RAE scales will never balance

April 18, 2003

It is right to reward and develop centres of excellence, but how can this really strike the right balance in research funding ("United assault on Clarke's plans", THES , April 11)?

According to the research assessment exercise criteria, the difference between 4, 5 and 5* units is a difference in the proportion of internationally excellent researchers as opposed to nationally excellent researchers. A 5* does not indicate that every member of staff in a 5* unit is internationally excellent but rather that "more than half" are.

In philosophy, only Oxford University will achieve 6* status using the criterion that requires units to have achieved 5* status in two successive assessments. Oxford's 2001 RAE result means that minimally 25 staff of the 49 entered were internationally excellent. The remainder demonstrated national excellence.

The difference between 4 and 5-rated departments is that the former have "some" internationally excellent researchers and the latter have "up to half". Thus, if an average-sized 4-rated philosophy unit entered eight staff, three might be internationally excellent.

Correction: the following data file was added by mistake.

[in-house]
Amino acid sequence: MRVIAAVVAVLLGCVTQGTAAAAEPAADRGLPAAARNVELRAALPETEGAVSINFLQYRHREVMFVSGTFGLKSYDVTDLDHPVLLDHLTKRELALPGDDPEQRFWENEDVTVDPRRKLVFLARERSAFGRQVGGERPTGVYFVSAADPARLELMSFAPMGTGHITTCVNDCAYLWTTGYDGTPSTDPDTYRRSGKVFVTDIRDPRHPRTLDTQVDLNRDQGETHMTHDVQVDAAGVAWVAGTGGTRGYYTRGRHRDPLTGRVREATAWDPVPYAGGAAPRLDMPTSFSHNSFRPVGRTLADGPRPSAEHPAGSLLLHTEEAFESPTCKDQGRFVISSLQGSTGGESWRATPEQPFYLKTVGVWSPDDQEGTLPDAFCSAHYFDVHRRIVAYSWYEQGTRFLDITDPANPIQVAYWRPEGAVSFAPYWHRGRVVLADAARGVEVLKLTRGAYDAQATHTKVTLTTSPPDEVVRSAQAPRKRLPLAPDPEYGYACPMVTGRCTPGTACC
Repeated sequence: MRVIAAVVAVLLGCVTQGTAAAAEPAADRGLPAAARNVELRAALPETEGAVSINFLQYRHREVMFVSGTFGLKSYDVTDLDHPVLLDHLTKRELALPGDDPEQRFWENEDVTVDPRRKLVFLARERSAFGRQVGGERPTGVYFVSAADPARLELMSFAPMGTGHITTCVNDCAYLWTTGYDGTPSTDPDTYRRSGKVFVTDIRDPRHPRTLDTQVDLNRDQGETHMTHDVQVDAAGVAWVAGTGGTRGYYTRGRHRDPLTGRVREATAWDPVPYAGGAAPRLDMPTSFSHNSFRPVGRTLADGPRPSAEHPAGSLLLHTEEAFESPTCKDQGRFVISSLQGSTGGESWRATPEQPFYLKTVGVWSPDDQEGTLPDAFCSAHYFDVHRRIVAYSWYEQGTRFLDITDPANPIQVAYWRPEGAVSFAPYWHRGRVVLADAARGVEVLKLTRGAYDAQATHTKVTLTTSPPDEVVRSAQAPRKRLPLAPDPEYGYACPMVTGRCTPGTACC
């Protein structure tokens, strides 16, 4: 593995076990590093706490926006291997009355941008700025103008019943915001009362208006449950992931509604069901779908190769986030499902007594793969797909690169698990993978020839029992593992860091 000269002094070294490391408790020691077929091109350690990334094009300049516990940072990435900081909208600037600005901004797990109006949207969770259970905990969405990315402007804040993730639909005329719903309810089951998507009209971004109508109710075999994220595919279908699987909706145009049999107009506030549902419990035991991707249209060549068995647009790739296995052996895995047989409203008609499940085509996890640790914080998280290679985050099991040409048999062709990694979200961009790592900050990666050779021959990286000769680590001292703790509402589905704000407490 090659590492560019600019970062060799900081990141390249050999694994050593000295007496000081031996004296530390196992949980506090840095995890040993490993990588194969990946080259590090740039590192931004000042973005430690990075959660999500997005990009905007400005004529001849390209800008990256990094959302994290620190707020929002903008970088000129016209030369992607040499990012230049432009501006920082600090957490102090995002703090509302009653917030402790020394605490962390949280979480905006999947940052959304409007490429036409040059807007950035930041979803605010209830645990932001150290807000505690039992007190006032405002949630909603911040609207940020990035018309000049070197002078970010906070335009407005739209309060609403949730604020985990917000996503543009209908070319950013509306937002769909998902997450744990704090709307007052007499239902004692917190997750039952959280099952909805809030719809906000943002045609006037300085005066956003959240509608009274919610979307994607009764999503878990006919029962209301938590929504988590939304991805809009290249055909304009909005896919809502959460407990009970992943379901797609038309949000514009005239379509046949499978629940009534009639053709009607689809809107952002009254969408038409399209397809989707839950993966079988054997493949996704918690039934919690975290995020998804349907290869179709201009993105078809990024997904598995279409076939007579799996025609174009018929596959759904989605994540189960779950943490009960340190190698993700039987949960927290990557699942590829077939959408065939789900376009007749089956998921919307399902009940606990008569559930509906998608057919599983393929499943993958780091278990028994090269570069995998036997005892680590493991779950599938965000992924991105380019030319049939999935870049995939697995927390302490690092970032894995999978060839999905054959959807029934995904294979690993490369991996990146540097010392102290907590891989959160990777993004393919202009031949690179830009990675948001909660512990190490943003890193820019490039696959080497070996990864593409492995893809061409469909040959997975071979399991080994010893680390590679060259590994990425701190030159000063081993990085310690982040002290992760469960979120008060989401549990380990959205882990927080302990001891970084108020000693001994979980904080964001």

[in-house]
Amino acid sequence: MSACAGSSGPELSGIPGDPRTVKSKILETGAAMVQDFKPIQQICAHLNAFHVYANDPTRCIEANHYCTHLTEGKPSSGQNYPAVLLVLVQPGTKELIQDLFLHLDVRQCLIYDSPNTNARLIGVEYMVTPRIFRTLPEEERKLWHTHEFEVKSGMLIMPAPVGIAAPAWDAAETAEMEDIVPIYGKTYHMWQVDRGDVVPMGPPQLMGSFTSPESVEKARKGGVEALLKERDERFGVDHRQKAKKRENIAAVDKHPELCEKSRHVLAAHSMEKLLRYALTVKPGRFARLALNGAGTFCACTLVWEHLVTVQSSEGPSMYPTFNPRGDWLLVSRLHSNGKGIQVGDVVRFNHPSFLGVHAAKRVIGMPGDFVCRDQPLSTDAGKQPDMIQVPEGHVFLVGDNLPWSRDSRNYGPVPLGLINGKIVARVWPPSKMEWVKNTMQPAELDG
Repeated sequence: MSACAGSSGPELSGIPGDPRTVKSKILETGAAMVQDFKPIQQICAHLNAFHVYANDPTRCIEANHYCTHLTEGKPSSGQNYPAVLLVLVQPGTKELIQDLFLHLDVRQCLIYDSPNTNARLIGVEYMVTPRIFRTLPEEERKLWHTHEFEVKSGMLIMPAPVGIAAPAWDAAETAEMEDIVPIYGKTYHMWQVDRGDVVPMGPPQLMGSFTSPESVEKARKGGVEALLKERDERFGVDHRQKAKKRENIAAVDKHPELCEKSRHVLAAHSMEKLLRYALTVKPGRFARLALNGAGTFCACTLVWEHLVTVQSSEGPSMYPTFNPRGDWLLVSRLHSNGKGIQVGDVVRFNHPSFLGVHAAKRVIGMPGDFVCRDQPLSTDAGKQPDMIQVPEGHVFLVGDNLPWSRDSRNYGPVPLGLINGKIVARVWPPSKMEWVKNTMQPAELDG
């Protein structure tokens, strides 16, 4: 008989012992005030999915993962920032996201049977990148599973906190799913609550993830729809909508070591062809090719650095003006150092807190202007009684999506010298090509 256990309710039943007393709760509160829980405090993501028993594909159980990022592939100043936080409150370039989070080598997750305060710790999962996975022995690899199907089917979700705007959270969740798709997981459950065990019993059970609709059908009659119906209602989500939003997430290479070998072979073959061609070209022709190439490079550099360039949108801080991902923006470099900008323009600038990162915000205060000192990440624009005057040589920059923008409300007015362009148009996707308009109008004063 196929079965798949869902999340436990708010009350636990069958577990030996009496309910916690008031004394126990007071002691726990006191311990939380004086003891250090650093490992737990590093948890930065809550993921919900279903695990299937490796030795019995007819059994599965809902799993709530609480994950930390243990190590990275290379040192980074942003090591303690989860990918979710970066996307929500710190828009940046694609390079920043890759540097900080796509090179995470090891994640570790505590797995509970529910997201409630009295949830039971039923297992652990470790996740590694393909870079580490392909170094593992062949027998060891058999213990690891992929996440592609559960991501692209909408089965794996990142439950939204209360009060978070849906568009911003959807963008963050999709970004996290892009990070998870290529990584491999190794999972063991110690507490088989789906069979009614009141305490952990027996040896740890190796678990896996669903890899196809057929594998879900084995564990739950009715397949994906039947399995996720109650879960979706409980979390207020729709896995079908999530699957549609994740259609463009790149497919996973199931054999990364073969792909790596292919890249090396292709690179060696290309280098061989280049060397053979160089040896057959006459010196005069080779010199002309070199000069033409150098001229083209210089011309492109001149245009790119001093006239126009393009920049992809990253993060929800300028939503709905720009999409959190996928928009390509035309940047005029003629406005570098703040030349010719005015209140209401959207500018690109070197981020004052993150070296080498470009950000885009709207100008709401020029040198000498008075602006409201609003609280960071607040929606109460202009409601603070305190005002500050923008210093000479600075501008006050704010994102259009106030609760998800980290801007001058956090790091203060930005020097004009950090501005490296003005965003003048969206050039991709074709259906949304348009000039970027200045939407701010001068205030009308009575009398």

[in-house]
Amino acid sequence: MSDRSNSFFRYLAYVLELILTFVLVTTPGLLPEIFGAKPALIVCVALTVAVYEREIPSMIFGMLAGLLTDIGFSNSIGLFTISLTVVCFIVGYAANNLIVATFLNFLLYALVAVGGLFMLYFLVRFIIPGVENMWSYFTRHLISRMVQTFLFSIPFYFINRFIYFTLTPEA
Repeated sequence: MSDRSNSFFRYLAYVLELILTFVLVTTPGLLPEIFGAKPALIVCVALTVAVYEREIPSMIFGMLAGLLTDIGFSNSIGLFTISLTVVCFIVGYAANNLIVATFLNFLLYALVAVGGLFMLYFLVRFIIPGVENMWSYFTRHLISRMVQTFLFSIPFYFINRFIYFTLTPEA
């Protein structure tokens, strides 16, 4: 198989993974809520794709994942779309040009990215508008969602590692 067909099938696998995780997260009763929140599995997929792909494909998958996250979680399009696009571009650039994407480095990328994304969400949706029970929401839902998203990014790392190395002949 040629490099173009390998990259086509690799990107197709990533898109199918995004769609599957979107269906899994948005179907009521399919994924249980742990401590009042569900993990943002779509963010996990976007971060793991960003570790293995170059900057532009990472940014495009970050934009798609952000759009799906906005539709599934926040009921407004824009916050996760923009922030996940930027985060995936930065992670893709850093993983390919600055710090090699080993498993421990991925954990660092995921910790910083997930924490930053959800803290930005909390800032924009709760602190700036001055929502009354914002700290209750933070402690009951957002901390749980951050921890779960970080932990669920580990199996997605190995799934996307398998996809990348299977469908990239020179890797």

It follows that cutting funding from ten 4-rated philosophy units to better fund one 6* unit threatens support for 20 to 30 international researchers.

Some universities are clearly preparing to take a strategic view of research. They will focus funding only on units that have a clear potential to achieve a 5 rating. What will become of the internationally excellent research in the 4-rated units? In philosophy, 73 per cent of units rated 4 in the 1996 RAE were rated 5 in 2001. This suggests that previous funding levels were effective in raising the amount of international research.

It could be argued that funding a few select units at the expense of many others creates "critical mass". But this assumes, falsely, that all research is primarily collaborative or team-based, requiring researchers to be located in a single institution. What does that leave for disciplines such as philosophy in which research is often conducted by individuals working alone?

Daniel Hutto
Head of philosophy
University of Hertfordshire

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